Exploring Groundball Approach

If you’ve followed this blog you might know that I like to break the fielding process down into smaller phases for instructional and evaluating purposes. Each phase works in conjunction with the others, but one could be argued as the most influential in turning groundballs into outs. That phase is the approach phase. The approach phase is our reaction to the hit ball up until we field it; our route to the baseball.

Clearly not all groundballs are created equal. They’ll all place a different level of demand on us in order to record the out. As an infielder we need to recognize the ball speed, ball direction, game situation as well as anticipated hops the ball will take and make a split decision on the approach we need to take to the ball. The approach we choose will determine the type of fielding posture we use (routine, forehand, backhand, etc.) and put our bodies in the best position to make a throw post field. No matter our fielding posture an ideal approach in a perfect world would include:

  • Quick, efficient steps
  • Momentum toward the target
  • Gradual decent in posture
  • Arrive to field in rhythm

All of those characteristics of an ideal approach are what one might call a routine play. Those are the plays that are turned into out most often. Unfortunately, it’s not a perfect world and the ball doesn’t always cooperate and get hit within a few steps of us. The best infielders are able to apply as many of those characteristics on balls hit at greater speeds and distances from them. The more of these characteristics you’re able to apply to a groundball the greater chance you’ll have to turn it into an out.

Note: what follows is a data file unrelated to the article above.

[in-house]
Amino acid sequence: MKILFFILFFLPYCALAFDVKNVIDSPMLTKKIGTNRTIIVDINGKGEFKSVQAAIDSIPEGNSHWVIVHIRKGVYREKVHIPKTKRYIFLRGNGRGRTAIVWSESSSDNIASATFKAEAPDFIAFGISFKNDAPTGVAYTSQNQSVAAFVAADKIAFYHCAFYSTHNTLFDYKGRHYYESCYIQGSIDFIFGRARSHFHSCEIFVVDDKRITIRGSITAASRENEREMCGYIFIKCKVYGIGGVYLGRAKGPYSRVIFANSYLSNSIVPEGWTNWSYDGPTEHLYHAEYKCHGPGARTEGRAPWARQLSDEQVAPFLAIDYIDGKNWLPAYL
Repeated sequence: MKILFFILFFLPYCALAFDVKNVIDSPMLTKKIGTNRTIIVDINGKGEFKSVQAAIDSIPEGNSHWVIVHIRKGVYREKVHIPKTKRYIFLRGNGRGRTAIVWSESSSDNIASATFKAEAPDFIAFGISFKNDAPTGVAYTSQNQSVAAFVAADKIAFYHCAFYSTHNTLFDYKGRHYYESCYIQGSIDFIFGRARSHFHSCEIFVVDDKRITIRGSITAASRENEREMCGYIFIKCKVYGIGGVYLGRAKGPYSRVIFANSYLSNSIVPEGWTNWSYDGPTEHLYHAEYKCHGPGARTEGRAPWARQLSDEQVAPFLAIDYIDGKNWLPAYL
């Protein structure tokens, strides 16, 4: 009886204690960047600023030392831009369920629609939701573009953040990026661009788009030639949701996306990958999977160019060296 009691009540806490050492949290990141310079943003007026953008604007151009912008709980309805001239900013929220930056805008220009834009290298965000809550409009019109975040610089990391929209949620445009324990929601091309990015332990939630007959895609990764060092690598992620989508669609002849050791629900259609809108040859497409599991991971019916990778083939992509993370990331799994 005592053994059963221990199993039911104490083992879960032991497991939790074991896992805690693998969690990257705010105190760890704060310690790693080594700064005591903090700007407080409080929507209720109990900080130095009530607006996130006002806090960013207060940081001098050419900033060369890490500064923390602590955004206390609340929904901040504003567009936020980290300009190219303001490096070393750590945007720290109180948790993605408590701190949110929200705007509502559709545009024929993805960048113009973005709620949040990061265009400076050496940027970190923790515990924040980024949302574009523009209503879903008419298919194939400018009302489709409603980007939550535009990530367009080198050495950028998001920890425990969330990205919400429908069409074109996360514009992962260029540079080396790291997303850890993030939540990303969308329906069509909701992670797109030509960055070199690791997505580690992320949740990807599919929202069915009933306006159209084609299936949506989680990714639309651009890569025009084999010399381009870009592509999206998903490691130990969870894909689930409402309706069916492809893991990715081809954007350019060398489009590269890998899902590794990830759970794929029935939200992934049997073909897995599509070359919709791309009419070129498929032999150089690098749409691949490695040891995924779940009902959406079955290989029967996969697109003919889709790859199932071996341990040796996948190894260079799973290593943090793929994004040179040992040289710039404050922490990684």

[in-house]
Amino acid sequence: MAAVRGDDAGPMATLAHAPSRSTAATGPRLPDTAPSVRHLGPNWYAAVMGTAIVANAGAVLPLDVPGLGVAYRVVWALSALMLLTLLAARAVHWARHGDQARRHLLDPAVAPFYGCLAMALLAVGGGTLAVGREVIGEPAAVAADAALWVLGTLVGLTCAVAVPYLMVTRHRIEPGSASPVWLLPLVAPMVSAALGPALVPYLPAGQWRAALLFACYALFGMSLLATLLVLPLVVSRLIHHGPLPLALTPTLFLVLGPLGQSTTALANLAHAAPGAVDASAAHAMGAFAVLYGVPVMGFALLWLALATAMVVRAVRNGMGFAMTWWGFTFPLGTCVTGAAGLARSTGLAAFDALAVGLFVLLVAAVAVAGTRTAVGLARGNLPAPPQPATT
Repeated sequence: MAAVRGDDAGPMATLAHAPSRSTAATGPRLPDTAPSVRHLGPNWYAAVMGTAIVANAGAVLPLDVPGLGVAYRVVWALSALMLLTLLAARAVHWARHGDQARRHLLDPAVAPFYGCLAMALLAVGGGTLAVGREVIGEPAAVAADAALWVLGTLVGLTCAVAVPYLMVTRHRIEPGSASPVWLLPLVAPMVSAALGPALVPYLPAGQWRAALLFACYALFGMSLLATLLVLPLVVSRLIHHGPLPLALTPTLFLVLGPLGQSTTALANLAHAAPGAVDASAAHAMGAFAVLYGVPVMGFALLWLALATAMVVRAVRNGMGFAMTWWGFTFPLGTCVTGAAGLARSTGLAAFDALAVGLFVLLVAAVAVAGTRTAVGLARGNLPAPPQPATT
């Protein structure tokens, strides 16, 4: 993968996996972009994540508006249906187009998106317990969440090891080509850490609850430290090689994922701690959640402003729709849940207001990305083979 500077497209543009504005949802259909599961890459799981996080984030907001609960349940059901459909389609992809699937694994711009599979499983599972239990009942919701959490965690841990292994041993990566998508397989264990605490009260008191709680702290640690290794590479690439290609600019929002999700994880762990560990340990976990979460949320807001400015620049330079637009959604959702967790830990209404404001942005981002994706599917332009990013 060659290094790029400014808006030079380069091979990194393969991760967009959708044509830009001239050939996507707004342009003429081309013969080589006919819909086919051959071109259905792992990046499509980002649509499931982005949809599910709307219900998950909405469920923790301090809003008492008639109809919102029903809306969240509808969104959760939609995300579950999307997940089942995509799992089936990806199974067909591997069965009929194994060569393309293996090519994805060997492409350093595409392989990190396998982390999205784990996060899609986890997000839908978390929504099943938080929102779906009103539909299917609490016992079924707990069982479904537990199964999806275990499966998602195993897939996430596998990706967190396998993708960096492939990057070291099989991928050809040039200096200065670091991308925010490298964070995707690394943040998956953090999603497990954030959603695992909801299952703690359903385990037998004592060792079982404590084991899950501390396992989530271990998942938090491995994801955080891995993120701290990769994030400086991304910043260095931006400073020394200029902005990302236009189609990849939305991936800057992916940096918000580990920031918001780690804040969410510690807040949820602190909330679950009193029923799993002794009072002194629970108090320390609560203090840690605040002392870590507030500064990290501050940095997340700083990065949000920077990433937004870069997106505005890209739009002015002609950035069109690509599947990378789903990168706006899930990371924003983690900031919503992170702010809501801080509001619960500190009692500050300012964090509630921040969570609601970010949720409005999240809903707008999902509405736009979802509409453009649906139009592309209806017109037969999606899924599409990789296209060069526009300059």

Lets dive into the characteristics of an ideal approach:

Quick, Efficient Steps

We need to get to the ball as quick as possible so that will require quick steps. Quick steps alone aren’t good enough. Your steps must place you in an efficient route to the ball so understanding your angles is crucial.

Momentum toward the target

Momentum toward the target can look different depending on the location of the groundball. The routine balls, or balls hit right at us, will allow us to get our glove shoulder outside of the ball. This give us a view of the speed and hops of the ball but it also allows us to work our bodies back through the ball toward our target. Generating momentum this way will aid in our throw after fielding the ball. Other times, particularly in the backhand direction, we can’t get our glove shoulder outside of the ball and work back toward our target. To make these as routine as possible it’s important to beat the ball to a spot and work through it as much as possible.

Gradual decent in posture

We want to think of our posture as an airplane in it’s landing pattern. We want to gradually lower into a fielding position; land the airplane. We don’t want any crash landings. By landing the airplane we remain under control and smooth into a fielding position. This will prevent our eyes from bouncing and throwing off our depth perception of the ball.

Arrive to field in rhythm

Arriving to field in rhythm means we’re under control and we’ve time up our collision with the ball and it’s hop. Our feet are able to easily transition from approach to field and ultimately into the throw. Arriving in rhythm allows for a smooth, calm, relaxed flow in between the different phases of fielding.

As mentioned earlier not all groundballs are created equal and you won’t be able to apply all of the approach characteristics to every ground ball. The balls hit within a few feet from us are easier to apply these and get outs. The balls where we have to use a crossover step start to get a little more difficult to apply all of the characteristics but it’s still very possible. It’s the balls where we have to sell out for that become hard to incorporate most of the approach characteristics. On these balls we need to simply do what we can to make a play. With practice and development we can begin to apply more characteristics to a wider range of groundball types and turn more chances into outs.

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